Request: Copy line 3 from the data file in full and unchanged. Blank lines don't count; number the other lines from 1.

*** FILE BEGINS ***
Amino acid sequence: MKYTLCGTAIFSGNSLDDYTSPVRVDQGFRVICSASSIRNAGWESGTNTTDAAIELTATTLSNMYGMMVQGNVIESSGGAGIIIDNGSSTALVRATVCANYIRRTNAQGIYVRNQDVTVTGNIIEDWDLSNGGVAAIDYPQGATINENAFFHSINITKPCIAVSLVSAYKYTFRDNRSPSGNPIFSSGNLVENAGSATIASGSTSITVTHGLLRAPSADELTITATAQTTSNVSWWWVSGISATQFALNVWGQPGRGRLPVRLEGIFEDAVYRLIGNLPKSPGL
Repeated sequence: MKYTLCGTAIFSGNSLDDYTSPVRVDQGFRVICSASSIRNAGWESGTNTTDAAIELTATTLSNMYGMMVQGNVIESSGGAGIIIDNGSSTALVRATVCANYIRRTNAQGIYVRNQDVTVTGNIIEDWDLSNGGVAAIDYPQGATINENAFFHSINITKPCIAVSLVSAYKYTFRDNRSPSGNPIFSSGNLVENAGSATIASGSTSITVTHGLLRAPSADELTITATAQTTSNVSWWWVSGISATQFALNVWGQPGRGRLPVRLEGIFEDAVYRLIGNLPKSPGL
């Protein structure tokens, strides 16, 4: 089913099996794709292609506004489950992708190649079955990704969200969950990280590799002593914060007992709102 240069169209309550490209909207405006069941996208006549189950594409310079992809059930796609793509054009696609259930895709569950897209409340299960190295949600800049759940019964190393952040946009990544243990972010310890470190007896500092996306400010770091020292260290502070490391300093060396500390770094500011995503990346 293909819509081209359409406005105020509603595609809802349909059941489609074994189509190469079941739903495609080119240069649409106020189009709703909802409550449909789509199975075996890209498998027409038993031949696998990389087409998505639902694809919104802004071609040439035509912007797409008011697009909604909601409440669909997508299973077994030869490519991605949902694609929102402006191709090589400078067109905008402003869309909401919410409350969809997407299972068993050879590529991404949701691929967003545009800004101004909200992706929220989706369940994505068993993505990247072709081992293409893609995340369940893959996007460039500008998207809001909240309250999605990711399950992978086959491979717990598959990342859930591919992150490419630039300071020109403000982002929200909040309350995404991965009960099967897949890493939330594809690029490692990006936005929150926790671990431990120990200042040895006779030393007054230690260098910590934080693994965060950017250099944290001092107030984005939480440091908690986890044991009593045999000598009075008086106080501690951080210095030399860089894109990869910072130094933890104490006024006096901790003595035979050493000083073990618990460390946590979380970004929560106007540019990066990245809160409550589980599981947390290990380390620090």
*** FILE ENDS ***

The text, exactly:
């Protein structure tokens, strides 16, 4: 089913099996794709292609506004489950992708190649079955990704969200969950990280590799002593914060007992709102 240069169209309550490209909207405006069941996208006549189950594409310079992809059930796609793509054009696609259930895709569950897209409340299960190295949600800049759940019964190393952040946009990544243990972010310890470190007896500092996306400010770091020292260290502070490391300093060396500390770094500011995503990346 293909819509081209359409406005105020509603595609809802349909059941489609074994189509190469079941739903495609080119240069649409106020189009709703909802409550449909789509199975075996890209498998027409038993031949696998990389087409998505639902694809919104802004071609040439035509912007797409008011697009909604909601409440669909997508299973077994030869490519991605949902694609929102402006191709090589400078067109905008402003869309909401919410409350969809997407299972068993050879590529991404949701691929967003545009800004101004909200992706929220989706369940994505068993993505990247072709081992293409893609995340369940893959996007460039500008998207809001909240309250999605990711399950992978086959491979717990598959990342859930591919992150490419630039300071020109403000982002929200909040309350995404991965009960099967897949890493939330594809690029490692990006936005929150926790671990431990120990200042040895006779030393007054230690260098910590934080693994965060950017250099944290001092107030984005939480440091908690986890044991009593045999000598009075008086106080501690951080210095030399860089894109990869910072130094933890104490006024006096901790003595035979050493000083073990618990460390946590979380970004929560106007540019990066990245809160409550589980599981947390290990380390620090």